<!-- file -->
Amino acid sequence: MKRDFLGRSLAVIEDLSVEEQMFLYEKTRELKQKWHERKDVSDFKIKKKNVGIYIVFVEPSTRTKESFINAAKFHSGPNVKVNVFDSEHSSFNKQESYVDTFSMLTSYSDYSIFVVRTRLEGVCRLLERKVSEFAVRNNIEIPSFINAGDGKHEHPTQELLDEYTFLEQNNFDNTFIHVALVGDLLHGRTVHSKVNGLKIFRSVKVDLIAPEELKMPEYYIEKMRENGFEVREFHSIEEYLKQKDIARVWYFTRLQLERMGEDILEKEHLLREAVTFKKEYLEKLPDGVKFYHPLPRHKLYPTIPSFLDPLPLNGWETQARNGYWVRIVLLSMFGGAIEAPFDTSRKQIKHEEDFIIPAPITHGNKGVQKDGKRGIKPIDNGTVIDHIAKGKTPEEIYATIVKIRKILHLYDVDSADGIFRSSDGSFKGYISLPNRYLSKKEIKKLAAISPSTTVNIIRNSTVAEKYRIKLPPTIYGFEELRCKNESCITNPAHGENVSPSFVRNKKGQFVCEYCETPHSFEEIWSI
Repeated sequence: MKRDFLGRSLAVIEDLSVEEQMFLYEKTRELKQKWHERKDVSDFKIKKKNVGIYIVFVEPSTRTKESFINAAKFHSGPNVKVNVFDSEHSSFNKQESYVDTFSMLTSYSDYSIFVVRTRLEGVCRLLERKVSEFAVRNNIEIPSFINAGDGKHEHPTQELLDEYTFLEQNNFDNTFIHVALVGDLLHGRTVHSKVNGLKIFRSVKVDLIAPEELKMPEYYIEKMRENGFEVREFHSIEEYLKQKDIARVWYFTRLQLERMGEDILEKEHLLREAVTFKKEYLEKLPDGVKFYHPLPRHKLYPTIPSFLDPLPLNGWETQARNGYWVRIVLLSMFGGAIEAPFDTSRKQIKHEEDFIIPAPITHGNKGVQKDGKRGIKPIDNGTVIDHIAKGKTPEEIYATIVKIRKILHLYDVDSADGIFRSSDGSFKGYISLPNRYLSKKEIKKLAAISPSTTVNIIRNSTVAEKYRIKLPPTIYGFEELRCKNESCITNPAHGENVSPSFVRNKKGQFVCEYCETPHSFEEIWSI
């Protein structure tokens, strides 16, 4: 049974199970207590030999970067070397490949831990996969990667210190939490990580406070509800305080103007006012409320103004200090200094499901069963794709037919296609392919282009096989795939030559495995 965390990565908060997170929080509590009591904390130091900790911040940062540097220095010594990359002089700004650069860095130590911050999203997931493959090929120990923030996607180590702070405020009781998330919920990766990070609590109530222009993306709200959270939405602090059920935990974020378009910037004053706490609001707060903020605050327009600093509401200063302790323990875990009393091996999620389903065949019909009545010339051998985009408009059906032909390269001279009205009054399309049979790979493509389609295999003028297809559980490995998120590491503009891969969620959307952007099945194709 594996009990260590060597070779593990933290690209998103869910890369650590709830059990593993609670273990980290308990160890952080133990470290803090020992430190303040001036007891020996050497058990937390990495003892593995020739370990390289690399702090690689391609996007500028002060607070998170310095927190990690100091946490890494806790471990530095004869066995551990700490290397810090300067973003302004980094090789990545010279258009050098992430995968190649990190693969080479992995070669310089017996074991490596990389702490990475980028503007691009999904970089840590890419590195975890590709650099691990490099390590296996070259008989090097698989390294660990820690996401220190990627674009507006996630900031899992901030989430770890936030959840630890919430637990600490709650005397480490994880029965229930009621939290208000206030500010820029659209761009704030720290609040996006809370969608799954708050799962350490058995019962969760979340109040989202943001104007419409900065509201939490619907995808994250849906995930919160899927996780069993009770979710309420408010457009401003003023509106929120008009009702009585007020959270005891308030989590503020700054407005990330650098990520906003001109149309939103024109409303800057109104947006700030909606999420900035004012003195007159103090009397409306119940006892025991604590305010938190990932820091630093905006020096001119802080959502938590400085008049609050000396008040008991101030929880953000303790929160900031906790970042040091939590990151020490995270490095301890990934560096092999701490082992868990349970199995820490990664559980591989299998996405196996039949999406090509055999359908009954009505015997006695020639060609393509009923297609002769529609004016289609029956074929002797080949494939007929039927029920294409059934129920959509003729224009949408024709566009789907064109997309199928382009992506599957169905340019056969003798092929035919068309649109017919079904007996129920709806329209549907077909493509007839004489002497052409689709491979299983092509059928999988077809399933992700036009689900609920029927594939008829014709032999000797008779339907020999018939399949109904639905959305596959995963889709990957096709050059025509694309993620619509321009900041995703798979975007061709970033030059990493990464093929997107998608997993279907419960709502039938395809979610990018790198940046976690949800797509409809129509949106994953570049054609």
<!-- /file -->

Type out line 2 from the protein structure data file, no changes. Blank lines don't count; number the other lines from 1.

Repeated sequence: MKRDFLGRSLAVIEDLSVEEQMFLYEKTRELKQKWHERKDVSDFKIKKKNVGIYIVFVEPSTRTKESFINAAKFHSGPNVKVNVFDSEHSSFNKQESYVDTFSMLTSYSDYSIFVVRTRLEGVCRLLERKVSEFAVRNNIEIPSFINAGDGKHEHPTQELLDEYTFLEQNNFDNTFIHVALVGDLLHGRTVHSKVNGLKIFRSVKVDLIAPEELKMPEYYIEKMRENGFEVREFHSIEEYLKQKDIARVWYFTRLQLERMGEDILEKEHLLREAVTFKKEYLEKLPDGVKFYHPLPRHKLYPTIPSFLDPLPLNGWETQARNGYWVRIVLLSMFGGAIEAPFDTSRKQIKHEEDFIIPAPITHGNKGVQKDGKRGIKPIDNGTVIDHIAKGKTPEEIYATIVKIRKILHLYDVDSADGIFRSSDGSFKGYISLPNRYLSKKEIKKLAAISPSTTVNIIRNSTVAEKYRIKLPPTIYGFEELRCKNESCITNPAHGENVSPSFVRNKKGQFVCEYCETPHSFEEIWSI